InMexico there is a wide range of associations, organizations and travel agencies currently offering psychedelic experiences to national and international visitors, this offer generates a significant influx of individuals outside their usual environment, a social phenomenon known as tourism (WTO, 1995). Shamanic practices like psychedelic plant ingestion in indigenous religious contexts are part of an intangible cultural heritage spawning tourist flow inMexico and South America since the nineteen sixties. Even though shamanic religious practices were once an essential element of social life in many Mexican prehispanic communities (Hofmann, 1977; De La Garza; Ruiz, 2012) today, most universities, government authorities, and media outlets in the country are completely unfamiliar with such practices. This widespread unawareness currently merges with an expanding trend of psychedelic ‑tourism activities, which should be done properly; otherwise two main problems could be generated:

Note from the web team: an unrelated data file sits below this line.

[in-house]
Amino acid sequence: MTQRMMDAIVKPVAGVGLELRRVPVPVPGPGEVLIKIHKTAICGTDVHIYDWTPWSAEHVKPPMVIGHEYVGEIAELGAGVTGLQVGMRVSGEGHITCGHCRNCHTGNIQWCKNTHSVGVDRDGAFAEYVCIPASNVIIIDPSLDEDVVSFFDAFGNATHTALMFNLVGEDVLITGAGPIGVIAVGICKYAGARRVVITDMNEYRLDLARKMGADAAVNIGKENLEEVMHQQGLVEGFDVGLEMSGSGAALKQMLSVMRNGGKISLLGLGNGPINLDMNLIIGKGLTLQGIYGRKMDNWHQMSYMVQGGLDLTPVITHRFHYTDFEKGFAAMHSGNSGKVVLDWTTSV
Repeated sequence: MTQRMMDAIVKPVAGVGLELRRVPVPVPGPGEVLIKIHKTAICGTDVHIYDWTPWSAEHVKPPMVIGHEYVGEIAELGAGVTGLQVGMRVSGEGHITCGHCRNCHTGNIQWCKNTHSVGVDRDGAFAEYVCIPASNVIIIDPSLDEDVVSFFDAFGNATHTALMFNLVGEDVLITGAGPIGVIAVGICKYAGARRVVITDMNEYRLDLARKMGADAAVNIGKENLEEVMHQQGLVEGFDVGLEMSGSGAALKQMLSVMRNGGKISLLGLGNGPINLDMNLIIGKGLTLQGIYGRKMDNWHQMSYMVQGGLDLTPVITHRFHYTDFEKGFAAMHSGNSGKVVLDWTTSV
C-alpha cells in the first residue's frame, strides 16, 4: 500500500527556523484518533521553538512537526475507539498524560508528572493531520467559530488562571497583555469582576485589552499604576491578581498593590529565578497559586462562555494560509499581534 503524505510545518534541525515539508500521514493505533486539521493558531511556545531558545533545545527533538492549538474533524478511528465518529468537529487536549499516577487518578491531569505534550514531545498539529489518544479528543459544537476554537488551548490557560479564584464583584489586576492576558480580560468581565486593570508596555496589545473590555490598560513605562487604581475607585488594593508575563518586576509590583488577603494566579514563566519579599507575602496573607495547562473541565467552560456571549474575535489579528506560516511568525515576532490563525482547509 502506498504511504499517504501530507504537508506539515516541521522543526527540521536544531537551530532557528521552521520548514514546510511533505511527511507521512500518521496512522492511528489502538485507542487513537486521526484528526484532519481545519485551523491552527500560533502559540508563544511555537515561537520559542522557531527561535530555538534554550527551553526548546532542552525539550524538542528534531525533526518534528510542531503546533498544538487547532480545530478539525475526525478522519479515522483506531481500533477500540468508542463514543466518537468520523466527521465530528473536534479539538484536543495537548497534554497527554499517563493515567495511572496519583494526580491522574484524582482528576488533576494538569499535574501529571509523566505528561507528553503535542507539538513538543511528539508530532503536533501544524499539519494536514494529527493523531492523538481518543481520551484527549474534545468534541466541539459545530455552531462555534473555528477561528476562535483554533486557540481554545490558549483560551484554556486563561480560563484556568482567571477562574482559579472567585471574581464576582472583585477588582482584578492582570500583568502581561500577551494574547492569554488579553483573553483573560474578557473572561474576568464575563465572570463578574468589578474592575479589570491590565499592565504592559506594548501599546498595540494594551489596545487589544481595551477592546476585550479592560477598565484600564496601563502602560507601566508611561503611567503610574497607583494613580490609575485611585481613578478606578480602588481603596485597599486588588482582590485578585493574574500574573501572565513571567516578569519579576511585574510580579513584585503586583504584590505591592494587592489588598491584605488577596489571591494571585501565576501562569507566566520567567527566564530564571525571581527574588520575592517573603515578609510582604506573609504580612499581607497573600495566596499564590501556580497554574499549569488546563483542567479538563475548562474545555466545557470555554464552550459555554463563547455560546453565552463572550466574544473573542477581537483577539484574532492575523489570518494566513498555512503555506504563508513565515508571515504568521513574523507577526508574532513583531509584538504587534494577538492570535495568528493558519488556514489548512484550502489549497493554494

The Mexican State assumes the rectory of development, therefore the federal executive presents every six years a national development plan, which allows the development of sectoral, special, regional and institutional programs. Tourism is subsumed as a dynamic subsector of vital importance in planning for economic development, derived from its role as a foreign exchange provider and employment generator. The objective of this work is to identify and analyze the regulatory framework of tourism and its importance in the economic planning of Mexicoin the period 2000-2024. The methodology applied is documentary type with an exploratory- descriptive design that uses secondary sources of information; the presidential reports and national development plans of the reference period were consulted. Results and conclusions: the economic development process has required the establishment of conditions that ensure the dynamism of the services sector, as well as fully addressing its problems, which has implied a thematic and priority variety in planning, where the economic activity of tourism has become in growth axis. In the review of the legal framework of tourism, suitable additions are detected that support and guide the design of the planning, and envisage actions that were materialized in the medium term in six- year terms and there is no comprehensive future planning, rather, tourism it is dependent on the trend of urbanization, investment and growth of tourist activities located as a safe offer and other productive activities that generate greater impact on the economy.